To Hi8's advantage are its low shooting cost ($6/hr using Fuji M221MP, vs $12-24/hr with the various DVC tapes available); wide availability of cheap shooting gear (from single-chip throwaways to 3-chip professional camcorders) and editing gear (again spanning the range from control-L consumer gear, to the 9720 dual-transport editor, to the 9850 standalone pro deck); a two-hour tape length (very useful for long meetings, interviews, and presentations); and the finest image available in a color-under format (IMHO!).

DVC today [October 1995] can't offer the economies of shooting, the frame-accurate editing capability [now available in 1998 via DVCAM or DVCPRO decks, and more often than not using a Control-L connection between a DHR-1000 and a VX1000], or the wide range of available gear (this will also change [it did!]). DVC pricing, even as more gear becomes available, will likely stay a notch above Hi8, probably more in line with UVW and PVW Betacam lines (although with some sort of consumer/prosumer lineup as well) [as of early 1998, it's halfway between high-end Hi8 and low-end UVW Betacam gear].

DVC will probably take over as the format of choice for:

1) Any shooting involving large areas of saturated color, such as underwater videography;

2) Shooting requiring the rendition of fine luminance and chrominance detail, such as product demos, advertising, night shooting, or other image-critical low-end applications;

3) Any corporate/event/industrial/low-end-pro work where the market will support the higher equipment cost and per-minute shooting cost (on a par with Betacam shooting costs);

4) Applications requiring Betacam quality but desirous of bulk, weight, and equipment cost reductions (i.e., the ENG market that DVCPRO is targeted at).

Hi8 (and, okay, SVHS, too) will probably remain the format(s) of choice for:

1) Cash-strapped schools, colleges, wedding/event videographers, and other cost-sensitive markets that still require the ability to edit without excess quality loss and then go another generation down for distribution [until they amortize their investments in Hi8 and SVHS gear];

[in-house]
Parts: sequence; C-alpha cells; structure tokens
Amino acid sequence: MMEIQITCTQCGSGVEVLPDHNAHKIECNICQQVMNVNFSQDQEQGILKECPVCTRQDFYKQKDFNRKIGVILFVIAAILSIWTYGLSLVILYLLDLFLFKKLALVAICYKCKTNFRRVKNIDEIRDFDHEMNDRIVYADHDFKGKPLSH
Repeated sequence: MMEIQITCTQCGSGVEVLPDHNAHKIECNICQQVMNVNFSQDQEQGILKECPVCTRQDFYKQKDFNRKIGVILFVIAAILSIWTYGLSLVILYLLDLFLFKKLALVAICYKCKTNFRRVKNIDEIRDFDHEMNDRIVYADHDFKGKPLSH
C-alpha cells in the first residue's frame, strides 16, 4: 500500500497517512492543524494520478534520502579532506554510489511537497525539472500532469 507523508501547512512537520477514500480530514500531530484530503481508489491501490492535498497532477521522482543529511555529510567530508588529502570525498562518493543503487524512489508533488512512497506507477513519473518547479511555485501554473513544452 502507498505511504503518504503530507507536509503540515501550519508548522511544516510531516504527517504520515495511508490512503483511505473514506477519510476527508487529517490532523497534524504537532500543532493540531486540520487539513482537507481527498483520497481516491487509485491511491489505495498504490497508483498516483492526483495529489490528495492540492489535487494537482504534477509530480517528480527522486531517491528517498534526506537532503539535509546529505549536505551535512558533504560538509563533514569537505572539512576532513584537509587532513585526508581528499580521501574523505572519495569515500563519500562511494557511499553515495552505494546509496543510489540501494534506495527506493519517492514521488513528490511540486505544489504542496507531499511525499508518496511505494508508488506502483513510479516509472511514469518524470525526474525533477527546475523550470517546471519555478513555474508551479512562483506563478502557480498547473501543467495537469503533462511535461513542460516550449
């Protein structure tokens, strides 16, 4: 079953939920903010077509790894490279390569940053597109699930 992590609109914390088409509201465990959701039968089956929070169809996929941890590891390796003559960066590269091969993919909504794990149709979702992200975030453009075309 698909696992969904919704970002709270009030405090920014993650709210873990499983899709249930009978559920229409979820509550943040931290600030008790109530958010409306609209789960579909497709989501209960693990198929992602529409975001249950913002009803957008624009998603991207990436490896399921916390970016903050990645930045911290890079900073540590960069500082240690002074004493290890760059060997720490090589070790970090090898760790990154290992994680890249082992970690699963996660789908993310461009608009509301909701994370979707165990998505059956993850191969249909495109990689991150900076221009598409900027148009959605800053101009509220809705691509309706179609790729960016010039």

2) Producers and production companies with a hefty investment in Hi8/SVHS gear [but DV is creeping in as replacement cycles occur];

3) Those who need a full featured pro camera like the Sony EVW-300, the Toshiba TSC-100/100G/200, and/or Panasonic Supercam, which offer true professional camera quality, accessories, and operational control: the consumer camcorders don't have the S/N performance, the high-quality glass, or the infinitely-variable zoom of a real camcorder, and the DVCPRO ENG and EFP camcorders are predicted to be more than twice the price of the EVW-300 or the Supercam [no longer true; the Canon XL-1 is excellent, and the DVCAM and DVCPRO lines have affordable pro camcorders available or soon to be available];

4) Most prosumers and hobbyists who are not insanely wealthy [this is less true in 1998, but decent Hi8 cams can still be had for half the price of a roughly comparable DV cam].

Copyright (c) 1998 by Adam J. Wilt.
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Last updated 30 March 1998.